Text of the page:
Tom resembles the kind of man who wants his wife to act pleasant, but never pleasured. If, for instance, he returned to the house to find Marina masturbating, he would be aghast. He left Marina at home so that she might prepare for his return, not that she might practice her own independence. So, it makes sense that Tom would be immediately threatened by this non-descript Ironing Man (whose existence Marina volunteered on her own). Somehow, Tom is so uncertain of his marriage that he wonders if Marina is trying to test him. This begs the question: Huuuuhhh?
Now, Tom meets a mystery man and does not think twice about it. Do you think that he would voluntarily tell Marina that HE was talking to a stranger? Yet he calls a private investigator for just that reason.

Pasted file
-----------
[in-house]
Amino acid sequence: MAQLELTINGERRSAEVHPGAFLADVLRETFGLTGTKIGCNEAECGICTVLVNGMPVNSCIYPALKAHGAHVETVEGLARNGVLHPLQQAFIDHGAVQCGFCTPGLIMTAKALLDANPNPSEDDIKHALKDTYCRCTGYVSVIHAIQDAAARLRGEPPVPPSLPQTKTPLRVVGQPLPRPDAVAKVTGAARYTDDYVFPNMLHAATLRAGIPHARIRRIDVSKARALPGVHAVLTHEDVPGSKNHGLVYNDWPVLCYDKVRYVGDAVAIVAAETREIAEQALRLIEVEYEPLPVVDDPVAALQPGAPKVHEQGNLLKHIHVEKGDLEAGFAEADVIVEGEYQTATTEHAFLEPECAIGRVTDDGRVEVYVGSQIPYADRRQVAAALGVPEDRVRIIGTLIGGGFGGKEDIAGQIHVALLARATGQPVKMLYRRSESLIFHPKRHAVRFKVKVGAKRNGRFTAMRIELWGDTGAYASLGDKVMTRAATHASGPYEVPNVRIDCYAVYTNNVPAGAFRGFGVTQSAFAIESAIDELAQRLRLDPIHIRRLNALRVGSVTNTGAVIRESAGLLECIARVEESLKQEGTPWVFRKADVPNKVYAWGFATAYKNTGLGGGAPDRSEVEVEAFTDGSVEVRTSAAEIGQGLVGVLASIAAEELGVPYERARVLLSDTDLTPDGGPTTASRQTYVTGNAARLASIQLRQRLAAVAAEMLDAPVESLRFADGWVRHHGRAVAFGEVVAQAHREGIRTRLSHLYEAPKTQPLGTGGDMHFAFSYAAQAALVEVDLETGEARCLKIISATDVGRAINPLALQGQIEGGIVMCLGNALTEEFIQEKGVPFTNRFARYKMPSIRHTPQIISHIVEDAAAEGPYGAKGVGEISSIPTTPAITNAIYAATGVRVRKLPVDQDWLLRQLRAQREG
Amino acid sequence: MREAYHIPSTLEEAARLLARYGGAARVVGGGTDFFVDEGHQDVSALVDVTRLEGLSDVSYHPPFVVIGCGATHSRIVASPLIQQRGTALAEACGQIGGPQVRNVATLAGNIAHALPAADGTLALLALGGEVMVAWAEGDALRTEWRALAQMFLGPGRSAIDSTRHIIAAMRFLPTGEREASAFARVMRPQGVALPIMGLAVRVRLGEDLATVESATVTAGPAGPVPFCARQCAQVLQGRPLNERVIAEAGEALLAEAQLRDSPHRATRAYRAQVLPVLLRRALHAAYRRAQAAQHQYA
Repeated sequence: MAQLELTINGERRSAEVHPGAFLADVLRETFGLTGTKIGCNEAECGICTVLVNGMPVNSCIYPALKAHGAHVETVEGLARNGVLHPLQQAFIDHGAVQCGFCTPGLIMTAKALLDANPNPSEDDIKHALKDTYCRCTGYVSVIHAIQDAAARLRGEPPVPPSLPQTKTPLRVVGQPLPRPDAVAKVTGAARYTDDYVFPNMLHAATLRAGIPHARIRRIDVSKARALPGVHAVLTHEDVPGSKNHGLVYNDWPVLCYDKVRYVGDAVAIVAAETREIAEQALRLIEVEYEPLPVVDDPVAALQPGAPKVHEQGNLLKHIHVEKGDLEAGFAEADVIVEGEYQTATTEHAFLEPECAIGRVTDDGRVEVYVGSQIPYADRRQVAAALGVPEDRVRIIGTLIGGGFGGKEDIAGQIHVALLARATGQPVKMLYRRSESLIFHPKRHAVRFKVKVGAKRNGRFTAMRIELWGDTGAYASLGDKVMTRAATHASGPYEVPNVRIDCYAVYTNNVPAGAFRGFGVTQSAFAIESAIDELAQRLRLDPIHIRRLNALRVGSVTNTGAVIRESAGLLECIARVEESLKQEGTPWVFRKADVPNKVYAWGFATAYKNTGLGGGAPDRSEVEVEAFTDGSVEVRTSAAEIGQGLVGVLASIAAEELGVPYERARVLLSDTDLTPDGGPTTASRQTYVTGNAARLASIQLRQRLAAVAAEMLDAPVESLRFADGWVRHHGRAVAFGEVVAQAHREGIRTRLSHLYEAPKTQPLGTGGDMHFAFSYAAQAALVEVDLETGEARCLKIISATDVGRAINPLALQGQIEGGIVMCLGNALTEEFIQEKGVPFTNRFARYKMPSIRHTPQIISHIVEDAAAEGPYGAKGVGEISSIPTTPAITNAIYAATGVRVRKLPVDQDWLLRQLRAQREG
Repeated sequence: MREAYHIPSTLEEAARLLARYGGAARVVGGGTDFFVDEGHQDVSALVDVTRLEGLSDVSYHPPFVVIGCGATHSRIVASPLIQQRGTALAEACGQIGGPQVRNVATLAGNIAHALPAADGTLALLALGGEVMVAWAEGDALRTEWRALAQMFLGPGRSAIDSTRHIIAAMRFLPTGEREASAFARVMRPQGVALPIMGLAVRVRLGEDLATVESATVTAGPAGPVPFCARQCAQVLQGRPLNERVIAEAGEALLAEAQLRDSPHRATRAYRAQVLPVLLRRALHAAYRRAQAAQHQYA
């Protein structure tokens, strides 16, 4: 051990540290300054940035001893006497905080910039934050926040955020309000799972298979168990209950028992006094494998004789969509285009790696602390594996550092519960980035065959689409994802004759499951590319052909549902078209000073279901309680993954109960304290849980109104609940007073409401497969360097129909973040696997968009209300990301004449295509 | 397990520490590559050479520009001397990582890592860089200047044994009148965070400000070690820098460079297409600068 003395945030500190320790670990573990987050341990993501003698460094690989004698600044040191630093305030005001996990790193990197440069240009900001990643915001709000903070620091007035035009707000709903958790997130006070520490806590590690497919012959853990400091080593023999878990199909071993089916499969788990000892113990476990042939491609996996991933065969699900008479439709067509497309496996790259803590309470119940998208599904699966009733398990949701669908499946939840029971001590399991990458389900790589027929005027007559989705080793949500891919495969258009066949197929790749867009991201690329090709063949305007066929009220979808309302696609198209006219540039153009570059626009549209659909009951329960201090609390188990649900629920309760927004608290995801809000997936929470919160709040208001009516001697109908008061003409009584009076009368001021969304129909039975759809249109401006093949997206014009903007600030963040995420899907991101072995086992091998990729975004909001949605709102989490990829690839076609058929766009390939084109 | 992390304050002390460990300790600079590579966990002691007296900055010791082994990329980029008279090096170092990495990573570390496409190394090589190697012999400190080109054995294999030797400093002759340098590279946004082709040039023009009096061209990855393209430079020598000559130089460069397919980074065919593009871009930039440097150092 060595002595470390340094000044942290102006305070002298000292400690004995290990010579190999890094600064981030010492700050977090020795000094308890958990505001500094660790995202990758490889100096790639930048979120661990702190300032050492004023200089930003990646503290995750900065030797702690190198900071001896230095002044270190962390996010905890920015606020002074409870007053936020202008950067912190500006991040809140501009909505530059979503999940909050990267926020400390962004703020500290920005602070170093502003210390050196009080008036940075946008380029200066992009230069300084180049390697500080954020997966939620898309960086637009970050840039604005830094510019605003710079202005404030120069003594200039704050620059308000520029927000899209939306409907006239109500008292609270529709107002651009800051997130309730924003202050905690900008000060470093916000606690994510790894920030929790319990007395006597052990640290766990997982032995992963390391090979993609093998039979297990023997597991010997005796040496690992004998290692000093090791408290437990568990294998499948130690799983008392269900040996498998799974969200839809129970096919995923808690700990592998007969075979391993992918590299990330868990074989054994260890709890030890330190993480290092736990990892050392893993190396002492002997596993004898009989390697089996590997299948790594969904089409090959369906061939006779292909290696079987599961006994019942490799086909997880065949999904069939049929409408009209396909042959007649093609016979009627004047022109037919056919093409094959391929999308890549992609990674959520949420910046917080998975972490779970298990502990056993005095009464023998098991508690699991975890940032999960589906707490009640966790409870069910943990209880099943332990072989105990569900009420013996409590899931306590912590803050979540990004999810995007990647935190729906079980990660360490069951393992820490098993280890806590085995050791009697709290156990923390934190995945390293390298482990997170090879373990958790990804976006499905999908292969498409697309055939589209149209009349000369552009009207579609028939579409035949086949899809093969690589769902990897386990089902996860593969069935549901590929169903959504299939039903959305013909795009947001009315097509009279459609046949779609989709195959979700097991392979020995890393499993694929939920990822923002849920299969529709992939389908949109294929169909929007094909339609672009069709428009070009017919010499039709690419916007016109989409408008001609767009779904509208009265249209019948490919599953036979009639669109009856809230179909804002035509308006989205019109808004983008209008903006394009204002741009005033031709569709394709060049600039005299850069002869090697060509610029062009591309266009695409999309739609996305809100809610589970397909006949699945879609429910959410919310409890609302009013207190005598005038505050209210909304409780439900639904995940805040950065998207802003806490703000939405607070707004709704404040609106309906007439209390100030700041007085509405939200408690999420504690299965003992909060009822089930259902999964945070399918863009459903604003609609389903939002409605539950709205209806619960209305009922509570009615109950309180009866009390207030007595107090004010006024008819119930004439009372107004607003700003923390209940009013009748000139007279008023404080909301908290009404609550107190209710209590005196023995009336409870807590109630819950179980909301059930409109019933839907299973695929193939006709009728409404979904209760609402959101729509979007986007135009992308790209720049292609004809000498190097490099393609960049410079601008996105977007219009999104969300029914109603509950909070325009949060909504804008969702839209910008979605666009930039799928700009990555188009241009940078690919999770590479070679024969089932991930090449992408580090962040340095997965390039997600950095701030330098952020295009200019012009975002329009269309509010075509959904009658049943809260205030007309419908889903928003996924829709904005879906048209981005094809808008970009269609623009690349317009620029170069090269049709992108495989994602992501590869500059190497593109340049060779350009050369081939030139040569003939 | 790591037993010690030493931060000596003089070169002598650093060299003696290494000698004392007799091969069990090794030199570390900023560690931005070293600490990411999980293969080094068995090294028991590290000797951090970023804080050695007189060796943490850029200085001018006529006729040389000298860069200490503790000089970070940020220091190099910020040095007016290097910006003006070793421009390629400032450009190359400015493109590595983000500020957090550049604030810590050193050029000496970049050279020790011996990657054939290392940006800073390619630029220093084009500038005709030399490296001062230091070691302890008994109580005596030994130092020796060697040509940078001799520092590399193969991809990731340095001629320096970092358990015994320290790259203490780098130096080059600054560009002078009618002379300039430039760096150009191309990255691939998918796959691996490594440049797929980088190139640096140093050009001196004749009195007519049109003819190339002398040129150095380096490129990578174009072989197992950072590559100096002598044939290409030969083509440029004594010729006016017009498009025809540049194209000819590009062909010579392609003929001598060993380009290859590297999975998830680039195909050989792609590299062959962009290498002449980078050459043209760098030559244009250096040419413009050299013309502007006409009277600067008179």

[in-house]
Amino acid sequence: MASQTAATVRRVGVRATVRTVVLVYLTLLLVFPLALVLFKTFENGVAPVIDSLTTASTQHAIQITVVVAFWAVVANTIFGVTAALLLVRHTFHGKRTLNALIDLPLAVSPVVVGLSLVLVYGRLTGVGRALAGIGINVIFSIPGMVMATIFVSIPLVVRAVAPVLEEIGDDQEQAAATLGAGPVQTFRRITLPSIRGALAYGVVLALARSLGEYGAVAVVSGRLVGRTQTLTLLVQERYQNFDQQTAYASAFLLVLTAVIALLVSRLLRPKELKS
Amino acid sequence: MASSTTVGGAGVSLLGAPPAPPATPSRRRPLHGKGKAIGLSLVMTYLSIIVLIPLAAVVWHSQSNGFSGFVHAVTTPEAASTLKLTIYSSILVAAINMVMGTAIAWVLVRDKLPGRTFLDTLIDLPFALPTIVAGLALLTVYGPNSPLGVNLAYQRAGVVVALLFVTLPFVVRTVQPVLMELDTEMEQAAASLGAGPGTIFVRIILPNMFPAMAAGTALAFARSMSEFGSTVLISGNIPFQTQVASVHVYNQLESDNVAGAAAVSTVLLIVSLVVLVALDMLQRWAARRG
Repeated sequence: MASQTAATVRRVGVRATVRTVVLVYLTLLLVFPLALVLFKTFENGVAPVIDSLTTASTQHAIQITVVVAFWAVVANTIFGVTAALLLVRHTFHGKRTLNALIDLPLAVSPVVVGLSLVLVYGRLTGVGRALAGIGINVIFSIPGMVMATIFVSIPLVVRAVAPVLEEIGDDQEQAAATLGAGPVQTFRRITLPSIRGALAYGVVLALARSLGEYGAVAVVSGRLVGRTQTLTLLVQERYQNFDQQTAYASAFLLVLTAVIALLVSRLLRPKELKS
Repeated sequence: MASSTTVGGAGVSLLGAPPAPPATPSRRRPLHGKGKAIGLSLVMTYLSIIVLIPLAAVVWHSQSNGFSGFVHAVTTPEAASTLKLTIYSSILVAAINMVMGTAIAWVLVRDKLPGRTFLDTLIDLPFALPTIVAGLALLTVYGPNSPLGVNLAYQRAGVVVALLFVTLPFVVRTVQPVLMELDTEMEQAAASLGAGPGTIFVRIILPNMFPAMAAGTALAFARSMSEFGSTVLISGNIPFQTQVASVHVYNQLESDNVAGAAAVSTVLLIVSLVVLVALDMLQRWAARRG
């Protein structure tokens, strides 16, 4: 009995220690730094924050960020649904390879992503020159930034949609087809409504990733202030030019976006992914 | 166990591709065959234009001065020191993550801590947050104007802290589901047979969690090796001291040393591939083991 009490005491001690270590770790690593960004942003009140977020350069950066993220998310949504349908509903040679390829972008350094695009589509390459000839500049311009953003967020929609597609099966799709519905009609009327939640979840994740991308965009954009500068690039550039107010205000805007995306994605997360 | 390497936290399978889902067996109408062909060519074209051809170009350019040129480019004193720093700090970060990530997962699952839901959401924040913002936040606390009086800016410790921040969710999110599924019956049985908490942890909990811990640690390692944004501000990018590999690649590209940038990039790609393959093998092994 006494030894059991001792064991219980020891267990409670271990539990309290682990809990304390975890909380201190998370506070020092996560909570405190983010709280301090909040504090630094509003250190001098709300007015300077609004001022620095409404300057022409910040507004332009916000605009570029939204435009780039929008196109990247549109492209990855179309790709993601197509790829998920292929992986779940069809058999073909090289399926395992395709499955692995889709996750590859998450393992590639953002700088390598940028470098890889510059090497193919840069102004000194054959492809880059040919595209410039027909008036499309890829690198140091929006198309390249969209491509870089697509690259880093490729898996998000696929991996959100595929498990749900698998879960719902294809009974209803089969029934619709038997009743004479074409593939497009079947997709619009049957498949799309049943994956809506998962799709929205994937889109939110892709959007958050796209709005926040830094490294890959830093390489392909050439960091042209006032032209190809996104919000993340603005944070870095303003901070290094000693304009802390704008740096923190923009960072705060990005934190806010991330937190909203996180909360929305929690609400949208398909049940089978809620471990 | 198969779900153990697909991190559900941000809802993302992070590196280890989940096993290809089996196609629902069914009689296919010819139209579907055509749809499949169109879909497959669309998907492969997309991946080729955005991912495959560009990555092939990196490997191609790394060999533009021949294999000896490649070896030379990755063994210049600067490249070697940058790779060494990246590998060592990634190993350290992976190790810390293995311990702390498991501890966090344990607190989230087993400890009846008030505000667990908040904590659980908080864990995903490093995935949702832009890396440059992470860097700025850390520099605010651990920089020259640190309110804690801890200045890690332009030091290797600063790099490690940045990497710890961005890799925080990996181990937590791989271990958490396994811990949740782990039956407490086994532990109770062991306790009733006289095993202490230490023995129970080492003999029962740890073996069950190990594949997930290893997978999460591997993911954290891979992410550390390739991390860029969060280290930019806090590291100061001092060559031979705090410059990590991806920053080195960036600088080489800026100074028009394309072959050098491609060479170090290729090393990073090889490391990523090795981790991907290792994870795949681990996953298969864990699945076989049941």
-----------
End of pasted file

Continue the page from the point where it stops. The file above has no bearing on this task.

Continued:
It is worth noting that Marina’s main crime: suspiciously going to London is not very suspect at all. Tom literally goes there every day. Perhaps Marina has rightfully grown afraid of Tom (who sat silently as she told him about her day) and does not want him to intercept her as she makes her escape. She was, after all, forced to move to a secluded area and separated from all her friends and family. She does not have a mobile phone, like Tom, as is expected to service his household as he sees fit. Even when she talks to butterflies he is suspicious.
Could the Ironing Man be a Social Services agent? If so, the key for Marina is to never look back